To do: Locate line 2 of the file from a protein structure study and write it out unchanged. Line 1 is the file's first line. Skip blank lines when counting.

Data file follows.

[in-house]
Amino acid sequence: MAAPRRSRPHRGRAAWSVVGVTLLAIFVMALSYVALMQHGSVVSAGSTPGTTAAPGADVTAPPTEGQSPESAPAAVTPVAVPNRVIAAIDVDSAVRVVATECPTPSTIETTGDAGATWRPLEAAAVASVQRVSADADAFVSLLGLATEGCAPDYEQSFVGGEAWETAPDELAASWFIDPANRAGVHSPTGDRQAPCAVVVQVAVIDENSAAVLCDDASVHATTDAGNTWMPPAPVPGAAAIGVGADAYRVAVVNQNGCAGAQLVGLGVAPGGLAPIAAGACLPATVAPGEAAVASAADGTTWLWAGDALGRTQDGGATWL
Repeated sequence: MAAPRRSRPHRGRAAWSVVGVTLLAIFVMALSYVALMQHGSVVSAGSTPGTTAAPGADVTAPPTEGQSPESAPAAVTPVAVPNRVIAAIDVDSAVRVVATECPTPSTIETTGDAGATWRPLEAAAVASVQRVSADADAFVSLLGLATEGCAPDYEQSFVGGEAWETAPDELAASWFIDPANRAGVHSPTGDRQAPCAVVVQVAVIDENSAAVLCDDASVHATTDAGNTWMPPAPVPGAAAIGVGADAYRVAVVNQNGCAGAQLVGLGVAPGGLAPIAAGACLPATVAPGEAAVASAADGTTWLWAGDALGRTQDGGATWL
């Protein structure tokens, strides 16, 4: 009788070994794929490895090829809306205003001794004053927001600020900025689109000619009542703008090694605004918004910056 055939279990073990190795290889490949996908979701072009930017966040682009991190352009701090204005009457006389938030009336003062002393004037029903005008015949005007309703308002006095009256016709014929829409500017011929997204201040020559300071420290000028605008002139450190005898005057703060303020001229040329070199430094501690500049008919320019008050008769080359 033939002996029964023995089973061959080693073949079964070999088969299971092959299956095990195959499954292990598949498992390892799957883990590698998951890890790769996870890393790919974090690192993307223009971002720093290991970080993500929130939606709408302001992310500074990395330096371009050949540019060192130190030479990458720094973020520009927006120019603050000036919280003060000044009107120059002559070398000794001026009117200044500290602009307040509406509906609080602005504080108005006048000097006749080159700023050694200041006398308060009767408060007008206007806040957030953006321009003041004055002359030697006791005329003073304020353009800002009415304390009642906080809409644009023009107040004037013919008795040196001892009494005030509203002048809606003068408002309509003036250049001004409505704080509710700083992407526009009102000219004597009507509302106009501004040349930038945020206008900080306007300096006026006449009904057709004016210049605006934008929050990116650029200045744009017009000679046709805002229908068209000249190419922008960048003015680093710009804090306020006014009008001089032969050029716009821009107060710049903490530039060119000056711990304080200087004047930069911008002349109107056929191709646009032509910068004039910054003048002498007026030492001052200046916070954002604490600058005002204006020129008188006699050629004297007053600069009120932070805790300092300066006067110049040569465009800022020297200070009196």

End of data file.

Amino acid sequence: MAAPRRSRPHRGRAAWSVVGVTLLAIFVMALSYVALMQHGSVVSAGSTPGTTAAPGADVTAPPTEGQSPESAPAAVTPVAVPNRVIAAIDVDSAVRVVATECPTPSTIETTGDAGATWRPLEAAAVASVQRVSADADAFVSLLGLATEGCAPDYEQSFVGGEAWETAPDELAASWFIDPANRAGVHSPTGDRQAPCAVVVQVAVIDENSAAVLCDDASVHATTDAGNTWMPPAPVPGAAAIGVGADAYRVAVVNQNGCAGAQLVGLGVAPGGLAPIAAGACLPATVAPGEAAVASAADGTTWLWAGDALGRTQDGGATWL